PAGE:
What Is Customer Service Language, and Why Does It Matter?
When dealing with customers, the language you use is almost as important as the service you provide.
Language is a critical part of customer service. Customer service entails all the direct interactions a customer has with a brand when they need support. It is a critical part of the larger customer experience: these interactions usually happen when the customer has a problem and is likely to be frustrated or angry. Making sure their customer service experience ends up being a good one depends on the quality of service they will receive, of course; but the language used to deliver that service is just as important.
Understanding how the brain works
The internet is teeming with advice on the best customer service language to adopt. And it all boils down to one thing: understanding how the human brain is wired. For instance, we process verb firsts, which is why "Keep clear" works better than "Don't touch", with toddlers and full-grown adults alike. Empathy is another key thing: it is the main enabler of our species' evolution because it allows us to learn by imitation, and is thus paramount to how we function as a group.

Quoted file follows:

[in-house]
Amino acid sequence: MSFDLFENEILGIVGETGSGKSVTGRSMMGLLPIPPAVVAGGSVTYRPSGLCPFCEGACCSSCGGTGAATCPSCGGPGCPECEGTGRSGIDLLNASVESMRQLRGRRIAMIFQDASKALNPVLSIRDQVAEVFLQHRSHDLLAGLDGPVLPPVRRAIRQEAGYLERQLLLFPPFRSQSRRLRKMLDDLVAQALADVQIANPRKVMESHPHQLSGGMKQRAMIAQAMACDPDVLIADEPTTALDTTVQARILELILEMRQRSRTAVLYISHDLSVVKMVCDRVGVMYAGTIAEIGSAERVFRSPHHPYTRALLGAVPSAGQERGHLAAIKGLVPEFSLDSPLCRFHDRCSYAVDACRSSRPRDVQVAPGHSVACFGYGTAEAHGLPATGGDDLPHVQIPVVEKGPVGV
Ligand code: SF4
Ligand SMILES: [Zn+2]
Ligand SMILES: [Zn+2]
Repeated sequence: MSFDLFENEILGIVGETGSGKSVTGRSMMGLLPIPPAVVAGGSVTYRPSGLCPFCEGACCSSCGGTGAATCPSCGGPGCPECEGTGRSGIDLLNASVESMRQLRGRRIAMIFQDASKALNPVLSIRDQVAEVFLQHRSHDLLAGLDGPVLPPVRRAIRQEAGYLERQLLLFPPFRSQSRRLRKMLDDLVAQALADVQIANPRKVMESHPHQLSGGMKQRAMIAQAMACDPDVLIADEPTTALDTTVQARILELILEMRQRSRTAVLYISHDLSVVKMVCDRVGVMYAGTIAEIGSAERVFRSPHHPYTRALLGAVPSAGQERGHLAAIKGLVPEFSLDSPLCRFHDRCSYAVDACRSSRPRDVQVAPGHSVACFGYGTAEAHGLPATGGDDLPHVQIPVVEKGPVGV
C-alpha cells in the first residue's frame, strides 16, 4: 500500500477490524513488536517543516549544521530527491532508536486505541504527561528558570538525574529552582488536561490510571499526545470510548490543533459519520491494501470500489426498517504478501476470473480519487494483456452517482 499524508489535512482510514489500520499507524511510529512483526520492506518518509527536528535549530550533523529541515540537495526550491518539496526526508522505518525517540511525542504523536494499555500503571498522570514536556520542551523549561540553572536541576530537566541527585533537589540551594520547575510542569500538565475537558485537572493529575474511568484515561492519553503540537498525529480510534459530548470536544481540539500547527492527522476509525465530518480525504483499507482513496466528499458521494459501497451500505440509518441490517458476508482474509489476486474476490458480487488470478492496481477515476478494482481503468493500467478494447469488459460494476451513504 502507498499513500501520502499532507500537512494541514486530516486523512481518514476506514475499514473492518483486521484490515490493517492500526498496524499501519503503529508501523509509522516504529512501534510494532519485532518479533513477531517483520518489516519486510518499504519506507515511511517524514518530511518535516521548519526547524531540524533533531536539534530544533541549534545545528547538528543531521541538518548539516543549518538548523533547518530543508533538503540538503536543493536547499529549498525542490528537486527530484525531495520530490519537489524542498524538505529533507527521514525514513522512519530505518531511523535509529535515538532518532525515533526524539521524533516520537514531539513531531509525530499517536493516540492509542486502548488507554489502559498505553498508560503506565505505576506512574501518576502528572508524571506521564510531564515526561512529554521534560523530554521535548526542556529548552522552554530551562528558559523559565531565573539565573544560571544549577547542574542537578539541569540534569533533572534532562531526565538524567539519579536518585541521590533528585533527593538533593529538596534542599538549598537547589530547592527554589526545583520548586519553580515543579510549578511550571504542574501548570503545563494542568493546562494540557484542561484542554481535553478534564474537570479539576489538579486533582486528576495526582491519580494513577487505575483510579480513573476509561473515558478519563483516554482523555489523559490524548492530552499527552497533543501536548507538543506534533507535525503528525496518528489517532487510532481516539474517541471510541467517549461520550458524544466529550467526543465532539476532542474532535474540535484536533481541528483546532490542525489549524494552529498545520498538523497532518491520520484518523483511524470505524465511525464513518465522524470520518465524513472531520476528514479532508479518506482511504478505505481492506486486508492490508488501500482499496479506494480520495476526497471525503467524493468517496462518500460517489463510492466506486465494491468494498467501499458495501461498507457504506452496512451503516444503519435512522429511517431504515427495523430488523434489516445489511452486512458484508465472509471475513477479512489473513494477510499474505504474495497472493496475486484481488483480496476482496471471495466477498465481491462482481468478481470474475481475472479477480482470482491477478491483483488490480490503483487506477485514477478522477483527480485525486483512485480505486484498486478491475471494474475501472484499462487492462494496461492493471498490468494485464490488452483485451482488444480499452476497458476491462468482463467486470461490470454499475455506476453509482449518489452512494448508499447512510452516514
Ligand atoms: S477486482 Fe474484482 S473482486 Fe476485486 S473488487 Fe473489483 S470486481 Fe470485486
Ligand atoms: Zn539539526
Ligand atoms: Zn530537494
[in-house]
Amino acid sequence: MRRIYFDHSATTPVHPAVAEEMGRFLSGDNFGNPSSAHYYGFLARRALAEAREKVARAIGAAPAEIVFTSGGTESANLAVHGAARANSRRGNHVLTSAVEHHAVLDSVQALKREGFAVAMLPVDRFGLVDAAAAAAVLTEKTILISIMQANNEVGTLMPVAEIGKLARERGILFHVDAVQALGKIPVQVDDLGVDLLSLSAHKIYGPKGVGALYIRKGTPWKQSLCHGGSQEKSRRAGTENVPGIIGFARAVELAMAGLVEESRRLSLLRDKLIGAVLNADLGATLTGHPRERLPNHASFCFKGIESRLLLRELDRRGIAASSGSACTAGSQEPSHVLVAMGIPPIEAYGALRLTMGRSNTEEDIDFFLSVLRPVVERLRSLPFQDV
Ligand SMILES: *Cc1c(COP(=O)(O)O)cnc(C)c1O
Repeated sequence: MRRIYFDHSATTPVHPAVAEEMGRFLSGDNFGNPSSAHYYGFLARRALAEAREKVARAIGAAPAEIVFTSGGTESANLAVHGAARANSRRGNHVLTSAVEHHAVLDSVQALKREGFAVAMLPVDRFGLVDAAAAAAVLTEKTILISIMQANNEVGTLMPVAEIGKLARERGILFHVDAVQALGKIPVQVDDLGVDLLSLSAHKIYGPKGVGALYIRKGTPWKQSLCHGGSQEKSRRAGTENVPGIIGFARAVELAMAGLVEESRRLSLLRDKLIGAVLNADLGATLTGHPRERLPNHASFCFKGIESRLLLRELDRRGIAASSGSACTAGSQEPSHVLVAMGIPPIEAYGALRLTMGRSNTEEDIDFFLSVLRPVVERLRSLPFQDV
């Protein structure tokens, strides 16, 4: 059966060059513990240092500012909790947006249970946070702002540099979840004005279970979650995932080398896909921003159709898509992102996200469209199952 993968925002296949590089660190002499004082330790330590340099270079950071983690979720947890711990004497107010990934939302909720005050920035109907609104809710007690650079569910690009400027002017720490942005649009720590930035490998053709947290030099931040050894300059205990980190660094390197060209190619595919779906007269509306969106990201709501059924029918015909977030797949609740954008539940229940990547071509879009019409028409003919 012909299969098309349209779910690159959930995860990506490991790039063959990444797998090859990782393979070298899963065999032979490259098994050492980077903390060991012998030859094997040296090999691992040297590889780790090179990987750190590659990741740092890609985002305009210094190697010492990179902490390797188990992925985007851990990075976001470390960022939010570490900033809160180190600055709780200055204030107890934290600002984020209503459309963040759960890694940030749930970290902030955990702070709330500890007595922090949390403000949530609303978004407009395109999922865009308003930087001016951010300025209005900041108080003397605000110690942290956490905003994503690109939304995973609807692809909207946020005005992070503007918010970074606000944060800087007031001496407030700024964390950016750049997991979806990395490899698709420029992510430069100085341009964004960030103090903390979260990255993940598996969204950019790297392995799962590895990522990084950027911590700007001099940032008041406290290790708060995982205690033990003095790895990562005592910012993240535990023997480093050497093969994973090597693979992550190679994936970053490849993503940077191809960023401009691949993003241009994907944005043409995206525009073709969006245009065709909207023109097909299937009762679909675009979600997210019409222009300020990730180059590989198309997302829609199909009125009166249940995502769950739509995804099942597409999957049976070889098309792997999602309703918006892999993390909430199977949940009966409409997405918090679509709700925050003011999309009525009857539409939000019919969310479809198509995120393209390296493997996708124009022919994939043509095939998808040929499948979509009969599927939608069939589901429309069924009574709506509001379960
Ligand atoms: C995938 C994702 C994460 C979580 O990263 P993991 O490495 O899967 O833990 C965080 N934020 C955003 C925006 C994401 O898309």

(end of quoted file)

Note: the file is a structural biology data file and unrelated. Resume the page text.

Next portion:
"We humans, are so sensitive to positive words that they can physiologically alter our brains."
As explain researchers Andrew Newberg and Mark Robert Waldman in their book Words Can Change Your Brain. And while we enjoy being talked to in a friendly, relaxed manner, the second we're denied something the casualness is perceived as rude. According to a Software Advice survey, 65% of online customers prefer a casual tone to a formal one, but 78% resent it when the agent denies their request.
Customer service is a human interaction
So the advice usually goes along those lines: it is best not to use verbs negatively; empathising genuinely with a customer's frustration goes a long way; saying you're "happy" to help changes the way they experience the interaction; maintaining the right distance will make you seem both professional and friendly. This doesn't mean that customer service agents should tiptoe around a customer's emotions as if they were an uncontrollable child; it just means that customer service language it's at its best when it understands our human makeups.
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